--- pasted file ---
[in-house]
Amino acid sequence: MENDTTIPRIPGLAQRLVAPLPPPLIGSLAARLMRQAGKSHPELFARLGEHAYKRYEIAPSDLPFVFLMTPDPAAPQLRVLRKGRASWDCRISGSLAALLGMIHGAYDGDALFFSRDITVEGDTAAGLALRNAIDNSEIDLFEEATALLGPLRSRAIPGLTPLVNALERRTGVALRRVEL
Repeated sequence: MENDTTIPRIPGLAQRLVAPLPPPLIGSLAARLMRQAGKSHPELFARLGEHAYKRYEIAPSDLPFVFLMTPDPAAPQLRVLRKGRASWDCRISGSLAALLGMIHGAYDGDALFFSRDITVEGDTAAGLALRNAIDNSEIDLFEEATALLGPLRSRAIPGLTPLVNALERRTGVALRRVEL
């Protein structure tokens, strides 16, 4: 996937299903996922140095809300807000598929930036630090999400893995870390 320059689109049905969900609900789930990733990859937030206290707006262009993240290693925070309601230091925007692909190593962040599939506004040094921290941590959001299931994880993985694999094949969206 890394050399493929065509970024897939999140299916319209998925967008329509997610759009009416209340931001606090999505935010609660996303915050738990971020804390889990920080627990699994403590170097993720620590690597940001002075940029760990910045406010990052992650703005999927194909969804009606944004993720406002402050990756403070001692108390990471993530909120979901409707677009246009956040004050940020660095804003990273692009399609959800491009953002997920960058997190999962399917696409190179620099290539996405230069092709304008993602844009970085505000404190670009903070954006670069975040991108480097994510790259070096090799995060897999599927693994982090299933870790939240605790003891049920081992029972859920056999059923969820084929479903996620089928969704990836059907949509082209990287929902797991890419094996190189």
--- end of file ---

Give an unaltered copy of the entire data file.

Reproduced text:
[in-house]
Amino acid sequence: MENDTTIPRIPGLAQRLVAPLPPPLIGSLAARLMRQAGKSHPELFARLGEHAYKRYEIAPSDLPFVFLMTPDPAAPQLRVLRKGRASWDCRISGSLAALLGMIHGAYDGDALFFSRDITVEGDTAAGLALRNAIDNSEIDLFEEATALLGPLRSRAIPGLTPLVNALERRTGVALRRVEL
Repeated sequence: MENDTTIPRIPGLAQRLVAPLPPPLIGSLAARLMRQAGKSHPELFARLGEHAYKRYEIAPSDLPFVFLMTPDPAAPQLRVLRKGRASWDCRISGSLAALLGMIHGAYDGDALFFSRDITVEGDTAAGLALRNAIDNSEIDLFEEATALLGPLRSRAIPGLTPLVNALERRTGVALRRVEL
């Protein structure tokens, strides 16, 4: 996937299903996922140095809300807000598929930036630090999400893995870390 320059689109049905969900609900789930990733990859937030206290707006262009993240290693925070309601230091925007692909190593962040599939506004040094921290941590959001299931994880993985694999094949969206 890394050399493929065509970024897939999140299916319209998925967008329509997610759009009416209340931001606090999505935010609660996303915050738990971020804390889990920080627990699994403590170097993720620590690597940001002075940029760990910045406010990052992650703005999927194909969804009606944004993720406002402050990756403070001692108390990471993530909120979901409707677009246009956040004050940020660095804003990273692009399609959800491009953002997920960058997190999962399917696409190179620099290539996405230069092709304008993602844009970085505000404190670009903070954006670069975040991108480097994510790259070096090799995060897999599927693994982090299933870790939240605790003891049920081992029972859920056999059923969820084929479903996620089928969704990836059907949509082209990287929902797991890419094996190189």